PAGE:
Now more than ever, it is important to ensure you have a bulletproof security strategy for your business. The acceleration of digital transformation over the last two years, coupled with the advancement of hybrid work, means that the risk of data breaches is at an all-time high. In this article, learn how Google’s secure-by-design and cloud-native approach can support your business, how to reduce risk automatically, and how to centralise control and reduce end-user risk. Using the following tips and best practices will help improve your organisation’s overall risk posture.
Introduce security into your onboarding. When a new starter joins your team, look at setting up 2-step verification first. It may seem obvious, but it can often get overlooked. It provides an important, extra layer of security to your end-user accounts in case their password gets compromised. Plus, the end-user may be more security savvy if it is one of the first things they experience at the company. Teach them to take it seriously from the get-go.
Secure your company devices with Endpoint Management. With the uptake of people working remotely, if something goes wrong, you won’t be sat in the same office as the compromised account. However, the security features within Google Workspace allow you to manage everything remotely, straight from the Admin Console. With Endpoint Management, you can suspend accounts, enforce the requirement to have a lock screen and encryption, or should the worst happen – erase confidential data from mobile devices from one central location.
Know everything about your data. Run an audit and find out exactly where your data sources are and who it’s being shared with. Once you have a holistic view of how your company uses data and who has access to it, you can make changes to make your business more secure. You can use tools such as the File Sharing Exposure Report to see who has access to certain files, and the Audit and Investigation tools in the admin console allow you to see user activity in Google Drive.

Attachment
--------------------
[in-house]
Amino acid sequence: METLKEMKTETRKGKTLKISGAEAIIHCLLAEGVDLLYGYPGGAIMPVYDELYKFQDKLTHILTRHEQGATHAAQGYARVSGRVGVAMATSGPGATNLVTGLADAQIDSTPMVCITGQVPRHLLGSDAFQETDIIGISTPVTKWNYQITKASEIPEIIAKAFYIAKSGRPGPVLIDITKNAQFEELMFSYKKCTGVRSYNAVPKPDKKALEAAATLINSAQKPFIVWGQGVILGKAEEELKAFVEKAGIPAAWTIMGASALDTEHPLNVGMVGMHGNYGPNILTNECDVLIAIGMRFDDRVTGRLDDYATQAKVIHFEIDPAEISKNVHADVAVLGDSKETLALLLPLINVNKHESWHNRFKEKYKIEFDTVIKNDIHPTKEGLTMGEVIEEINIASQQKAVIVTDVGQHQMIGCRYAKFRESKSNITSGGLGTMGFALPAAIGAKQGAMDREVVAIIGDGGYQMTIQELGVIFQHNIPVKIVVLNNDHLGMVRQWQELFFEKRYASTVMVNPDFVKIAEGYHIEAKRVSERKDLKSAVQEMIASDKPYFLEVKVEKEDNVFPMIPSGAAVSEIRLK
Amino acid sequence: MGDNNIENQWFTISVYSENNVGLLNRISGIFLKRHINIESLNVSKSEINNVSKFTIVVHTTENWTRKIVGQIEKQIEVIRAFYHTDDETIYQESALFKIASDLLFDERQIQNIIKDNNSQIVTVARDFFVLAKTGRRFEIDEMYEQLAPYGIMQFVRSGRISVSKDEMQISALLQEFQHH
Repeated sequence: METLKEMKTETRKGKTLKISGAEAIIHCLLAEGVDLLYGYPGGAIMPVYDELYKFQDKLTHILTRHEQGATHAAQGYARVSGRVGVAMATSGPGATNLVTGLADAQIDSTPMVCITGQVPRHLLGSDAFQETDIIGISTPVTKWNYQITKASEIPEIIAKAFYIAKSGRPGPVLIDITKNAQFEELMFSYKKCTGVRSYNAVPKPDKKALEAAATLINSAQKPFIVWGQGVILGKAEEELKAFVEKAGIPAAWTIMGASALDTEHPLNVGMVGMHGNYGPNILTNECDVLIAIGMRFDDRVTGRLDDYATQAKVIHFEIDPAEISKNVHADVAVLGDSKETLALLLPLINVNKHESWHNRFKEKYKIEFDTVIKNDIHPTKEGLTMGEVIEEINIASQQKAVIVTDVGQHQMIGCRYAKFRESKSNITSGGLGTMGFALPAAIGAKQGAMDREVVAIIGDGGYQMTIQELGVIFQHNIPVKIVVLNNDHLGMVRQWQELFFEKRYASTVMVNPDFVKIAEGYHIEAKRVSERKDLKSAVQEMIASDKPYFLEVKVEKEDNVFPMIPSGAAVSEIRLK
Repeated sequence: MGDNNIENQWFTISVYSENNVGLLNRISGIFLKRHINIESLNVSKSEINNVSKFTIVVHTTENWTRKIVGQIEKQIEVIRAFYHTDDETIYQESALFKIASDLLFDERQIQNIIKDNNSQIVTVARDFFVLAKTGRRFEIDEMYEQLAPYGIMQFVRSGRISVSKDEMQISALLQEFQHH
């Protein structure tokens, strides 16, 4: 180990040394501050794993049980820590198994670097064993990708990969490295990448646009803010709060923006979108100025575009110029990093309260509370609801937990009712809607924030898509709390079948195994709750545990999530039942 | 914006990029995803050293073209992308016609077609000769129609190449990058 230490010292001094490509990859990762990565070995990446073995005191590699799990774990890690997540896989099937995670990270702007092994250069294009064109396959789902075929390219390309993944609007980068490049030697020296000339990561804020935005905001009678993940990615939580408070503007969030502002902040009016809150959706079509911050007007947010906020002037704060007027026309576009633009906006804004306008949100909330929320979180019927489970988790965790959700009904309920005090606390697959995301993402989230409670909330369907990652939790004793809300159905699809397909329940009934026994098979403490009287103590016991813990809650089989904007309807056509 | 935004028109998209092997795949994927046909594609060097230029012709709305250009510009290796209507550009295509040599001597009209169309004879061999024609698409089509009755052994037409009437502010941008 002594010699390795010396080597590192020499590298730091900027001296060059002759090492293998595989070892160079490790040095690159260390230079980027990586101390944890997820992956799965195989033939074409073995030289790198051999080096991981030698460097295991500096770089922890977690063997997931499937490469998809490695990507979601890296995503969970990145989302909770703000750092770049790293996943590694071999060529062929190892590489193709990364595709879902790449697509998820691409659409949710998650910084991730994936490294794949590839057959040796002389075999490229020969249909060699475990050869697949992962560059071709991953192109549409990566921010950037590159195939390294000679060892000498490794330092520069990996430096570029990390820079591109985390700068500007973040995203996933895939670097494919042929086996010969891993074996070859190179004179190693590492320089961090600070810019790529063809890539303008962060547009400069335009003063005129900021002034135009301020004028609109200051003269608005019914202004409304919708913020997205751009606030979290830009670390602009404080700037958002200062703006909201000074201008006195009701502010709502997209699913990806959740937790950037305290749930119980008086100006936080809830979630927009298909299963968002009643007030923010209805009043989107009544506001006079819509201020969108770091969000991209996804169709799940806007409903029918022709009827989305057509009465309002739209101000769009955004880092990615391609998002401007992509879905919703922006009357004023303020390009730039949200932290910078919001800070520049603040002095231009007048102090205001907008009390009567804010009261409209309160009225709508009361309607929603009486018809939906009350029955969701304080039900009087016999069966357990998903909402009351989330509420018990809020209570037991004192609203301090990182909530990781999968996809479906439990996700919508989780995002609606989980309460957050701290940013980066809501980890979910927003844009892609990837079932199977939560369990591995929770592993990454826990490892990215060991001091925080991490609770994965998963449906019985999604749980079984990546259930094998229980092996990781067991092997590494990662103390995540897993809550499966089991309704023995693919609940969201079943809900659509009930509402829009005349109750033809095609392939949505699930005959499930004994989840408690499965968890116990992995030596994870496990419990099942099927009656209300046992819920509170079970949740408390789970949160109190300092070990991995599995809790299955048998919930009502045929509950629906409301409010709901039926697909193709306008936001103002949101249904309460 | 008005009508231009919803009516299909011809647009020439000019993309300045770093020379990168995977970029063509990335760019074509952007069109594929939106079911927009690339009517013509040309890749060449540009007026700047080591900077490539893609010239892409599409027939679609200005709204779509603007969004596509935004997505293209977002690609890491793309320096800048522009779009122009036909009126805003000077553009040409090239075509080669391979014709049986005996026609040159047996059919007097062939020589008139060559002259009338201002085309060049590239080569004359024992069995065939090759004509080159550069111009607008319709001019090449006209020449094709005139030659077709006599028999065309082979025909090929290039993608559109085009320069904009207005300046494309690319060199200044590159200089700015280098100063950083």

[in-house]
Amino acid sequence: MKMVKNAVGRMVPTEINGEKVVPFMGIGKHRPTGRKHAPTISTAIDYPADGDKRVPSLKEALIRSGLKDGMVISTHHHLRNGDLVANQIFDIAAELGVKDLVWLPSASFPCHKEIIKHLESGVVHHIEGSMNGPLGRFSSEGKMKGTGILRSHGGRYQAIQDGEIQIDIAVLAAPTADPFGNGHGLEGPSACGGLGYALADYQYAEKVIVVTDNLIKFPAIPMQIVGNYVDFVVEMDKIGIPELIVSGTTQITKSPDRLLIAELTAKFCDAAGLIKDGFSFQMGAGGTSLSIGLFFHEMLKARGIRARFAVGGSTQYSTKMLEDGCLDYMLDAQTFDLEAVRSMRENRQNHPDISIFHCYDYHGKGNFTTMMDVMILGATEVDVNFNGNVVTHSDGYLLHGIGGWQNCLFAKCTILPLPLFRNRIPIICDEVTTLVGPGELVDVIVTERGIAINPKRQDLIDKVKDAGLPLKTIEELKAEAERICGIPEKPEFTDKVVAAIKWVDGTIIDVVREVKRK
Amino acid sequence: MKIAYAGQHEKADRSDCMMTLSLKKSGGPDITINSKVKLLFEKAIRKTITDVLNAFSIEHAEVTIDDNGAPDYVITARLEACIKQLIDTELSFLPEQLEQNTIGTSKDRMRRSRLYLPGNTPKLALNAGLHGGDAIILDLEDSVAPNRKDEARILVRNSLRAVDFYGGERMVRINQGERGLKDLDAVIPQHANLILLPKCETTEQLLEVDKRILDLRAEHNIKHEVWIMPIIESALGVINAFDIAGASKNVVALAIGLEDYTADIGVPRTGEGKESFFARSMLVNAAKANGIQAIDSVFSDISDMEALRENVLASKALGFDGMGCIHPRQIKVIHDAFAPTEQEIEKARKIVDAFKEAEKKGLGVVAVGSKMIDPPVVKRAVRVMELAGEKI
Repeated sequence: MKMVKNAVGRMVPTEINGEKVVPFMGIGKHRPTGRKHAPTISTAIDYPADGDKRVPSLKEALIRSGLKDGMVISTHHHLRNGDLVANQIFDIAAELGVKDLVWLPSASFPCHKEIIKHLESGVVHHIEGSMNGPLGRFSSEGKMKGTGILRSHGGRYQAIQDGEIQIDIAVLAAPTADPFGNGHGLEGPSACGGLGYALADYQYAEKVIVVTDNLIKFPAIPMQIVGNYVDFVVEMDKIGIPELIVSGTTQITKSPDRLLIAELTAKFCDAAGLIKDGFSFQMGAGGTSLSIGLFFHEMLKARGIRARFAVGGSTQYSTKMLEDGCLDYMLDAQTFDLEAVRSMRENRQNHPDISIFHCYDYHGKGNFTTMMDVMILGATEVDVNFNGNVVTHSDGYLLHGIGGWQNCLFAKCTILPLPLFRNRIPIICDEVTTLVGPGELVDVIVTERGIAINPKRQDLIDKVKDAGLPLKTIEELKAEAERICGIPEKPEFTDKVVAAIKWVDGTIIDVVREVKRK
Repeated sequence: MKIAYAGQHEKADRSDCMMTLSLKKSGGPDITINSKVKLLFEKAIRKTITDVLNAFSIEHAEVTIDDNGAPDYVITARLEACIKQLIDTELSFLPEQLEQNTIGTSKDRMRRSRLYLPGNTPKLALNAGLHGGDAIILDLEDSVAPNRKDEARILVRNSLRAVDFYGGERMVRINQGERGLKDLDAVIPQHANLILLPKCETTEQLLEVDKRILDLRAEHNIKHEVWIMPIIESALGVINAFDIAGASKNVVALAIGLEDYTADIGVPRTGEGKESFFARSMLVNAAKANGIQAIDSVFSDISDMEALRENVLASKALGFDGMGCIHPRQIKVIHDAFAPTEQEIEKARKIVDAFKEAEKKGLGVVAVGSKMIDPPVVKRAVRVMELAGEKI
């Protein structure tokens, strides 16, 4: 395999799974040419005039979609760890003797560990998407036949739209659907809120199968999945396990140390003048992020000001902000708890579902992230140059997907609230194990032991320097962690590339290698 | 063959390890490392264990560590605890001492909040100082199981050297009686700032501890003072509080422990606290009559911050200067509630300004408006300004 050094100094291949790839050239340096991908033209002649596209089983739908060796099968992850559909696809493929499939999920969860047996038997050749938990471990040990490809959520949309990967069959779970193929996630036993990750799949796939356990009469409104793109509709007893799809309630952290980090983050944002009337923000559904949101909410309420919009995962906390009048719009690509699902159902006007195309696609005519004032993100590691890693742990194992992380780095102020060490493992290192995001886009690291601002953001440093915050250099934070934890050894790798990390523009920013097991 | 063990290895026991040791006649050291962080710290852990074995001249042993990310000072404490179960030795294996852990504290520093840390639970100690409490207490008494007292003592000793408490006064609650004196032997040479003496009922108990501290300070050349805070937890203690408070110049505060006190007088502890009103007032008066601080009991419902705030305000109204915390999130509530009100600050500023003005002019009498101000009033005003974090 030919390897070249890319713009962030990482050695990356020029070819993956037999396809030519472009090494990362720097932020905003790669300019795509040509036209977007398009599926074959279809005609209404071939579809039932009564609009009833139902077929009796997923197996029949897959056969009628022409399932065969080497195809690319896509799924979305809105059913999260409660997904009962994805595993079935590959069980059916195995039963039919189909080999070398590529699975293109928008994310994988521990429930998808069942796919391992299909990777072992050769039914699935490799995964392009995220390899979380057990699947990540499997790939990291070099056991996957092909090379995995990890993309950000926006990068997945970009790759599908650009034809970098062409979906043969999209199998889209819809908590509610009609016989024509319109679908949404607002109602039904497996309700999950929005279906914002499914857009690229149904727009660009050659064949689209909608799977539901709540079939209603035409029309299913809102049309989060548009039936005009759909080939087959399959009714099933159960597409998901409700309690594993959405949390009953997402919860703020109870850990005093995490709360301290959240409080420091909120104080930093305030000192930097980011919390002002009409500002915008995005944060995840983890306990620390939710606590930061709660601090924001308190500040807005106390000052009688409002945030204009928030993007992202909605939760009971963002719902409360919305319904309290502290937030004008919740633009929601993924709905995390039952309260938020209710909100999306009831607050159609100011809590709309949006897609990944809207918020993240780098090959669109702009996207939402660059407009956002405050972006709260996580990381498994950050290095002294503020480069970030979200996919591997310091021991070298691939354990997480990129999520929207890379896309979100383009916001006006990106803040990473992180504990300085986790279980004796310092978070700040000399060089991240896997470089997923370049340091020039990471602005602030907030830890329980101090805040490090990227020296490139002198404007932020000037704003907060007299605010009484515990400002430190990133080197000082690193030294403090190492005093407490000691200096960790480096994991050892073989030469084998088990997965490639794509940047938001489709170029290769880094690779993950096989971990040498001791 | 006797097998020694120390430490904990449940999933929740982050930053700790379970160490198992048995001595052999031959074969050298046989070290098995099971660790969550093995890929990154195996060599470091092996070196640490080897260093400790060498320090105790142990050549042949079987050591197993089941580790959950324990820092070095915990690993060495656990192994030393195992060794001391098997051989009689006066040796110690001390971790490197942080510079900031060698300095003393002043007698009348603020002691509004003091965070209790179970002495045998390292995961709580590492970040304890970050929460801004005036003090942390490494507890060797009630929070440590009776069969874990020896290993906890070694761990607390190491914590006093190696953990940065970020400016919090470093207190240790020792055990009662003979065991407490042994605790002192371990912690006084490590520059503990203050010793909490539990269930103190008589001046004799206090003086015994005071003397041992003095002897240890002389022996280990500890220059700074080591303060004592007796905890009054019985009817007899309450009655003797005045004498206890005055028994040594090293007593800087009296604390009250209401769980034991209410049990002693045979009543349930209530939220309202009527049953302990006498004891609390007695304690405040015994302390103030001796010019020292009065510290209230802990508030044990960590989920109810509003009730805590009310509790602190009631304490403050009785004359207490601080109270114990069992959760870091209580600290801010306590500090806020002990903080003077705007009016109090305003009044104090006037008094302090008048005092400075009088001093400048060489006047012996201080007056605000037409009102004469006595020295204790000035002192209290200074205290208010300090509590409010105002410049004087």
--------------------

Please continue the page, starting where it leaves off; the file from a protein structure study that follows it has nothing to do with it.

Optimise security with Data Classification. Help your IT team protect your files in Google Drive efficiently by tagging your data. By applying labels to Drive files, you can identify sensitive documents and enable policies that meet your business and regulatory compliance requirements. For example, Sales Reps should not have access to payroll documents, and customer payment details shouldn’t be stored in a public Drive for the whole company to see. Classifying your data will not only help keep your employees safe, but your customer’s data secure too.
Protect sensitive data with Data Loss Prevention (DLP). Using DLP in Google Drive and Gmail allows you to control how everything is shared externally. You can create and apply rules that trigger scans on your documents and emails for sensitive information. These rules, if violated, trigger a DLP incident which then alerts the admin team, allowing you to act quickly to avoid any data loss. Ensure you define your own DLP rules that protect your specific business interests. For example, you may have client data you need to keep private, or you may be required to keep project details confidential.
Control which 3rd-party apps access your data. App Access Control helps admins put processes in place to reduce the risk of data breaches through APIs. You can restrict access to Gmail, Drive and Contacts, and it allows you to trust specific apps that are deemed safe. This is especially useful if you work within a large organisation with lots of users, or if you are operating a hybrid working model, as accounts can become messy and hard to manage without proper monitoring. Before you begin, identify the apps you want to control. You can use tools like the Token Report to help determine which apps are critical to the business based on how many users use them. Then you can assess them to ensure they are in line with your compliance requirements, and you can check if due diligence has been done on the app to ensure it is safe.
There is so much you can do to understand how Google Workspace can support your organisation’s security needs, but these are the foundations to ensure the basics are done right. By incorporating these simple steps into your security strategy, you can start to control your company data and put policies in place to prevent data loss. Google actively works to keep its users secure, from phishing and malware attacks to being GDPR compliant. It is one of the most secure cloud providers available – they even have a useful security checklist based on if you are a small, medium or large organisation. So if you are new to Google Workspace, or need to revisit certain areas and become more secure, book in a security workshop with us and make security one of your top priorities for your business.